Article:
Parent Category: 2016 HFE

*By Ain Rehman*

Ever had the error message “Transient time step too small” come up during your transient simulations? We have. Many times. One of the most common reasons for this is that our circuit contains two widely separated time constants. So if we constrain the simulator to follow the fast time constant (by setting the timestep to be small, thereby following the faster time constant), it cannot follow the slower one, and vice versa. End result in a majority of cases: “Transient time step too small”!

Well, the algorithm gurus came up with a technique that can put an end to this extremely annoying problem. The answer is an algorithm (that works in a majority of cases) called the “Harmonic Balance” algorithm. We can become effective users of this algorithm and the simulator which it is implemented in, if we understand it and its limits.

This brief article is an attempt to explain the HB technique as it is applied to our favorite kind of activity: circuit simulation.

**HB Algorithm**

The HB algorithm is very efficient and flexible and actually calculates *the steady state solution* directly. It does this by using the Fourier series philosophy. HB is a pure frequency domain technique. We all know how the ac frequency domain runs get done with a minimum of fuss, and relatively quickly.

Well, HB does this first on small signal frequency domain components and then on larger signals which generate many new frequency components (Harmonics). It does sufficient small signal steady state calculations on the harmonics so that the shape of the final transient signal is produced to within an extremely small error tolerance.

Prime candidates for the use of HB are:

(1)Circuits with widely separated time constants as indicated above.

(2)Mixers.

(3)Oscillators.

(4)Frequency multipliers.

(5)Frequency dividers.

(6)Power amplifiers.

(7)Modulators.

(8)Computation of P1 dB.

(9)Computation of IP3.

(10) Computation of total harmonic distortion.

(11) Computation of IM components.

(12)Analysis of Power amplifier load – pull.

(13)Nonlinear noise analysis.

(14) Simulation of oscillator harmonics.

(15)Simulation of oscillator phase noise.

(16)Simulation of amplifier amplitude limits.

(17)Dispersive transmission lines.

(1)Circuits with a lot of reactive components.

*Note in each case HB is used when the circuit exploits non-linearity in some form to get the performance required in the circuit design.*

For the more analytically minded, the following explanation of the basics of HB is in order.

With reference to Figure 1, note that the entire circuit to be simulated is first separated into its linear and non linear sections as shown. The interface is a set of voltages and currents as indicated.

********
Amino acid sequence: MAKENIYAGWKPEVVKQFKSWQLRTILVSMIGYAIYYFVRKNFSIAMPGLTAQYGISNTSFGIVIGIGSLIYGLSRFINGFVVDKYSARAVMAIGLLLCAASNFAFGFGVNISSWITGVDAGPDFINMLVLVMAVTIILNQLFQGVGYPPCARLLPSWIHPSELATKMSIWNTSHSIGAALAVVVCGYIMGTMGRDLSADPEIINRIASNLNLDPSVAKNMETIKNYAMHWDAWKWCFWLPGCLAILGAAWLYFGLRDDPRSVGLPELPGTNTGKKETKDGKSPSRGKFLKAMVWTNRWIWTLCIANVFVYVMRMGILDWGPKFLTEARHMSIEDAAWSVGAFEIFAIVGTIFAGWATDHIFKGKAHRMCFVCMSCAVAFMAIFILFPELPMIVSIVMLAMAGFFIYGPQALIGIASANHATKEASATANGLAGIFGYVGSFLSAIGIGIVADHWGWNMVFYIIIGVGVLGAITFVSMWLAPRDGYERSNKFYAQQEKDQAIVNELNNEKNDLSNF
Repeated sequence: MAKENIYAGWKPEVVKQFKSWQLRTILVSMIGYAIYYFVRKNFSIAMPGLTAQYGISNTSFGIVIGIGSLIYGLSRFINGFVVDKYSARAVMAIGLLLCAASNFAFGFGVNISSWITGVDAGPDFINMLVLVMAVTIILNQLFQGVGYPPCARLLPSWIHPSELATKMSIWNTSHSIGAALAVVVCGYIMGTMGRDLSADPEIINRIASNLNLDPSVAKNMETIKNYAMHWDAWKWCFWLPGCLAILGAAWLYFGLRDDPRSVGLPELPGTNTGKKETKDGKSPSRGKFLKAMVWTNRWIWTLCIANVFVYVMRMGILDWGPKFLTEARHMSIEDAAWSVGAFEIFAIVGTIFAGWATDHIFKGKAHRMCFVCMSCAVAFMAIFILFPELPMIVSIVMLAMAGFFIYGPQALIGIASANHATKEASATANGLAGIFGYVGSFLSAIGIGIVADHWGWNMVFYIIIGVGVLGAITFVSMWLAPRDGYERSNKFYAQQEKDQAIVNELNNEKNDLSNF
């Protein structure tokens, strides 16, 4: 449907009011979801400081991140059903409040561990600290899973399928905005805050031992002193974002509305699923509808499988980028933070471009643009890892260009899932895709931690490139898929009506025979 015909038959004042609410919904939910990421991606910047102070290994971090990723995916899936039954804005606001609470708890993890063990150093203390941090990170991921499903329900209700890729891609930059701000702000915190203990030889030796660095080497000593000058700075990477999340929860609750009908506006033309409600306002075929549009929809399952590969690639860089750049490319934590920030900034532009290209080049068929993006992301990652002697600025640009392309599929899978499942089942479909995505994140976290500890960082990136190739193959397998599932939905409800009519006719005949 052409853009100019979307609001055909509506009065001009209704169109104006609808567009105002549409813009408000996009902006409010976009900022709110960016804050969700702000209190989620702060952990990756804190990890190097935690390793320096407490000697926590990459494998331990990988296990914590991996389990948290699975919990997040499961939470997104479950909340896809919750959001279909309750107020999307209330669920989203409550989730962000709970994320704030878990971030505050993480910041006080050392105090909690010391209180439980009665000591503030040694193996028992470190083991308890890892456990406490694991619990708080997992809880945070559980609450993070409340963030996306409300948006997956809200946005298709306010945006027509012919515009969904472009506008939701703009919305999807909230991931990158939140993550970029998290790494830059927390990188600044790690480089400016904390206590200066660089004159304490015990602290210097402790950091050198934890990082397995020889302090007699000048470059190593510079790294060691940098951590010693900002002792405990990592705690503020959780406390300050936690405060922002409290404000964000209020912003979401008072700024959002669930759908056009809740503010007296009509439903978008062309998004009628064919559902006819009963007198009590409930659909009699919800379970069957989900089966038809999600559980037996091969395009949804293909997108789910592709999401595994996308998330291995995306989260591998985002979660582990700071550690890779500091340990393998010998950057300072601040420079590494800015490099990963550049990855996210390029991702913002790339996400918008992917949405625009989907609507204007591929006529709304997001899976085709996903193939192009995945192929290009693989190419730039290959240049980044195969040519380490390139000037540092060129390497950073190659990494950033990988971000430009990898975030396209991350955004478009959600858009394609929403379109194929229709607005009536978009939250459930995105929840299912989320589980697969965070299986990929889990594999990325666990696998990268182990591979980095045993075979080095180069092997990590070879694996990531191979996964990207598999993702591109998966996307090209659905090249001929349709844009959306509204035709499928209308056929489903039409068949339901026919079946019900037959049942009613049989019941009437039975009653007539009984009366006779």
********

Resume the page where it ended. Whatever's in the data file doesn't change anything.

Two transadmittance matrices are defined; Y, that maps the signal voltages VsM to the interconnection currents iN and Y1 that maps the voltages vN to the currents iN. Thus the composite current is:

I = Y_{MXN} Vs + Y1_{NXN} V = Is + Y1_{NXN} VEqn (1).

Since Vsi are known and constant the current Is (input linear region currents) can be readily computed.

The non-linear section is modeled first by a current transient solution i(t) = f1(v1, …..vk) and by a transient charge function q(t) = f2(v1,…..vq). These functions are transformed into frequencies by the use of the Fourier transform and provide frequency domain vectors **I1** and **Q1**.

*A harmonic balance solution is found if the interconnect currents for the linear section are the same as the interconnect currents for the non-linear section.* Therefore the currents of the linear and the non-linear sections are balanced at each *harmonic* frequency. This method is called **Kirchhoff’s current law harmonic balance (KCL-HB).**

This generates a non-linear matrix equation that leads to the desired solution:

G(V) = Is + Y1.V + j ω.Q + I1 = 0 Eqn (2)

where matrix ω contains the radian frequencies on the first main diagonal and zeros anywhere else, is the zero vector.

**Inverse Fourier Transform**

The inverse Fourier transform is applied at each iteration to convert to time domain quantities. Then these time domain solutions ( v1, ……vk) and (v1,……vq) are inserted into the solution i(t). A further Fourier transform provides the charge and current vectors as above. After several iterations a solution is found, i.e., we have the voltages v1, v2 .. etc., at the interconnect points. These provide the means to calculate the voltages at all the nodes. Inserting current sources at the interconnect points and doing an AC simulation provides the complete simulation.

Figure 1 • Linear and non-linear sections.